Cereal Chem 59:454 - 458. | VIEW
Grain Shrivelling in Secondary Hexaploid Triticale. I. Alpha-Amylase Activity and Carbohydrate Content of Mature and Developing Grains.
R. J. Pena and L. S. Bates. Copyright 1982 by the American Association of Cereal Chemists, Inc.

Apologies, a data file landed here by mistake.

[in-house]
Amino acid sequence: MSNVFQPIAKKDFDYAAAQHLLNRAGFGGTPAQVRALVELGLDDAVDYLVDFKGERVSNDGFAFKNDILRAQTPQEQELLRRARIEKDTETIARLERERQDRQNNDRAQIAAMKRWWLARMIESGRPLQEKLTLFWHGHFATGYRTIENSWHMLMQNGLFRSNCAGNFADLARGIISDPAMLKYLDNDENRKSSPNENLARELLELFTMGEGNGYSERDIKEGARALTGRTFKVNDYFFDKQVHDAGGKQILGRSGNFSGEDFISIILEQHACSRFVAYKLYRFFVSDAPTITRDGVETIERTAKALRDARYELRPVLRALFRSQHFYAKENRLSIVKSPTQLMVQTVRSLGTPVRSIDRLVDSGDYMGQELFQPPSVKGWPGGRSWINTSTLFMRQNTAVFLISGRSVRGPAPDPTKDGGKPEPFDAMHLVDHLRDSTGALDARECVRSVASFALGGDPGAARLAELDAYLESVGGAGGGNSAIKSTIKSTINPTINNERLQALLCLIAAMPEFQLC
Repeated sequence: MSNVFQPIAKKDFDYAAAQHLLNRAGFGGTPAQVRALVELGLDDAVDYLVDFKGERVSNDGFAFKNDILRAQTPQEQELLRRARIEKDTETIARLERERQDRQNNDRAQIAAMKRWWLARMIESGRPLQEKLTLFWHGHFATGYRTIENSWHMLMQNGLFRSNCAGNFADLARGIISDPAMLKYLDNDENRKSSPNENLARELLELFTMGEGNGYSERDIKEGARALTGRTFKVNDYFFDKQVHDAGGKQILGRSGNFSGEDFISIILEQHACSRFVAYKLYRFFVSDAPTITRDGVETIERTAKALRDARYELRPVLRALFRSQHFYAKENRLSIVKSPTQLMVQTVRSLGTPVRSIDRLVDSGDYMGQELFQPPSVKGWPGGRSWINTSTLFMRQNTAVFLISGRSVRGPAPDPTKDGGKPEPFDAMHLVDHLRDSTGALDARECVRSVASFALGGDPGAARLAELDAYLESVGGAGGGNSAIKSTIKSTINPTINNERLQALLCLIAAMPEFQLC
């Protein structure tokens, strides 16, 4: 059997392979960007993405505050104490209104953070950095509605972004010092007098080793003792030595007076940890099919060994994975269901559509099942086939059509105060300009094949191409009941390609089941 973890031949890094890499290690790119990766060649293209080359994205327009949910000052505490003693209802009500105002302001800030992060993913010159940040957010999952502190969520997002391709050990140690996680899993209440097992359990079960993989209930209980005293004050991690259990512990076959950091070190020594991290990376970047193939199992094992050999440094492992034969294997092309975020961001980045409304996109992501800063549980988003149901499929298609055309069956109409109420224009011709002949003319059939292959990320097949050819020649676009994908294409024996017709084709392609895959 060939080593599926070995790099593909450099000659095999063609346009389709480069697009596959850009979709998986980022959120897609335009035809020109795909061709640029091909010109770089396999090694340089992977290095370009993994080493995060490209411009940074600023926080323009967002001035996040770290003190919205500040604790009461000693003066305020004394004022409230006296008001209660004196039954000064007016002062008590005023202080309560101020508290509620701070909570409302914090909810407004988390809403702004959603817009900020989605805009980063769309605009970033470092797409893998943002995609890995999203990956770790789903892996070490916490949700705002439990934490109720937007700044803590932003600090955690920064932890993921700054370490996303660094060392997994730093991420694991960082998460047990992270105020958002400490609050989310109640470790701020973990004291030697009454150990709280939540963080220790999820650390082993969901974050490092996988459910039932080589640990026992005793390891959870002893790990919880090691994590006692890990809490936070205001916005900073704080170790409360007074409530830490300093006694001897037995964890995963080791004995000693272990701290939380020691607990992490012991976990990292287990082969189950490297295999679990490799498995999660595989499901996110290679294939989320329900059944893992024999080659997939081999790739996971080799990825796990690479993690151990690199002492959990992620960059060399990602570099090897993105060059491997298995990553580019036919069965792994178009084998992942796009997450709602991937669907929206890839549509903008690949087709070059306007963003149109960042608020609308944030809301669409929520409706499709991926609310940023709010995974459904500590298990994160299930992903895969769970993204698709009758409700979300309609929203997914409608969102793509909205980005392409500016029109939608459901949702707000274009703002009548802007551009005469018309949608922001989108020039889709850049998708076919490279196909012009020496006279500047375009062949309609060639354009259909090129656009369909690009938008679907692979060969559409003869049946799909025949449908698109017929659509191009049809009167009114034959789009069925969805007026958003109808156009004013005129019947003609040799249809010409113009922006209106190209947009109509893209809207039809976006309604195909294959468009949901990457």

Eight secondary hexaploid triticale cultivars of known wheat parentage and rye chromosomal composition, grown under uniform conditions at Cd. Obregon, Sonora, Mexico, during the winter of 1977-1978, were evaluated for alpha-amylase activity and carbohydrate content. Grain from each cultivar was classified as plump, medium shrivelled, and highly shrivelled. All triticale whole grain and flour samples had higher alpha-amylase activity than wheat or rye. Alpha-amylase activity and starch content of mature grain varied with the extent of grain shrivelling, whereas total soluble sugars and reducing sugars were unrelated to grain shrivelling in secondary hexaploid triticale. Compositional changes during seed development from the three grain classes of the triticale cultivar Rahum indicated that the factors producing grain shrivelling also affect the alpha-amylase activity in the grain. Changes in water and starch contents indicated that the highly shrivelled grains reached physiological maturity earlier than did the plump grains. Total and reducing sugars did not reflect the high alpha-amylase activity of highly shrivelled grains, suggesting that the grain can eliminate excessive levels of soluble carbohydrate, possibly by catabolizing or relocating mechanisms.